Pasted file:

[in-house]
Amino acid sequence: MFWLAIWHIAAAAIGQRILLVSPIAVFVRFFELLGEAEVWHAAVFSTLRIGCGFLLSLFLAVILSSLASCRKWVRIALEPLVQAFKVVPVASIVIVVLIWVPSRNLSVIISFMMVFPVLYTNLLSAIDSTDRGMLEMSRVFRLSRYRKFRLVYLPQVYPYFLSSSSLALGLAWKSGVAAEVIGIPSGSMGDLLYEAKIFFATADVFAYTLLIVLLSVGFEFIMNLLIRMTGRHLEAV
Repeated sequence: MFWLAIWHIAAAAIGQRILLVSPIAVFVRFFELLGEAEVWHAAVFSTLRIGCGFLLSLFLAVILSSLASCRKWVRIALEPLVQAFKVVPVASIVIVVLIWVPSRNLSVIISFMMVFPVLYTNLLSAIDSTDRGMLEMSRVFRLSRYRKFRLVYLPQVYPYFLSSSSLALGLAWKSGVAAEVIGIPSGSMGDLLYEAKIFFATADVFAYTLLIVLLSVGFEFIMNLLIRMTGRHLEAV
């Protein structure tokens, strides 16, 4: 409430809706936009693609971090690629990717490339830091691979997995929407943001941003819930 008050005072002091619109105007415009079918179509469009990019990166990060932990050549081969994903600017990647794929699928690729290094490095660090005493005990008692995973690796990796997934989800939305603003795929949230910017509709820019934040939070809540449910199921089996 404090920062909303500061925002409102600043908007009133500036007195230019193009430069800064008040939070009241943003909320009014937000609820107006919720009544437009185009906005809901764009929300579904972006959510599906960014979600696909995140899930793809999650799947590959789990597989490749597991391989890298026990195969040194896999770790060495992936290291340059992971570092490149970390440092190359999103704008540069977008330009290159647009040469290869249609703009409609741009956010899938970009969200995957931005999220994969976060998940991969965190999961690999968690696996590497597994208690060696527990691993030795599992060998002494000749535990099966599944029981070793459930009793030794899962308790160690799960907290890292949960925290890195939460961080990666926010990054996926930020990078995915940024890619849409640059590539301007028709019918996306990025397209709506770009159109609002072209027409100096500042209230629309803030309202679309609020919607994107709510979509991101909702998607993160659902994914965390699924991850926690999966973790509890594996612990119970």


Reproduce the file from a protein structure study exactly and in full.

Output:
[in-house]
Amino acid sequence: MFWLAIWHIAAAAIGQRILLVSPIAVFVRFFELLGEAEVWHAAVFSTLRIGCGFLLSLFLAVILSSLASCRKWVRIALEPLVQAFKVVPVASIVIVVLIWVPSRNLSVIISFMMVFPVLYTNLLSAIDSTDRGMLEMSRVFRLSRYRKFRLVYLPQVYPYFLSSSSLALGLAWKSGVAAEVIGIPSGSMGDLLYEAKIFFATADVFAYTLLIVLLSVGFEFIMNLLIRMTGRHLEAV
Repeated sequence: MFWLAIWHIAAAAIGQRILLVSPIAVFVRFFELLGEAEVWHAAVFSTLRIGCGFLLSLFLAVILSSLASCRKWVRIALEPLVQAFKVVPVASIVIVVLIWVPSRNLSVIISFMMVFPVLYTNLLSAIDSTDRGMLEMSRVFRLSRYRKFRLVYLPQVYPYFLSSSSLALGLAWKSGVAAEVIGIPSGSMGDLLYEAKIFFATADVFAYTLLIVLLSVGFEFIMNLLIRMTGRHLEAV
């Protein structure tokens, strides 16, 4: 409430809706936009693609971090690629990717490339830091691979997995929407943001941003819930 008050005072002091619109105007415009079918179509469009990019990166990060932990050549081969994903600017990647794929699928690729290094490095660090005493005990008692995973690796990796997934989800939305603003795929949230910017509709820019934040939070809540449910199921089996 404090920062909303500061925002409102600043908007009133500036007195230019193009430069800064008040939070009241943003909320009014937000609820107006919720009544437009185009906005809901764009929300579904972006959510599906960014979600696909995140899930793809999650799947590959789990597989490749597991391989890298026990195969040194896999770790060495992936290291340059992971570092490149970390440092190359999103704008540069977008330009290159647009040469290869249609703009409609741009956010899938970009969200995957931005999220994969976060998940991969965190999961690999968690696996590497597994208690060696527990691993030795599992060998002494000749535990099966599944029981070793459930009793030794899962308790160690799960907290890292949960925290890195939460961080990666926010990054996926930020990078995915940024890619849409640059590539301007028709019918996306990025397209709506770009159109609002072209027409100096500042209230629309803030309202679309609020919607994107709510979509991101909702998607993160659902994914965390699924991850926690999966973790509890594996612990119970």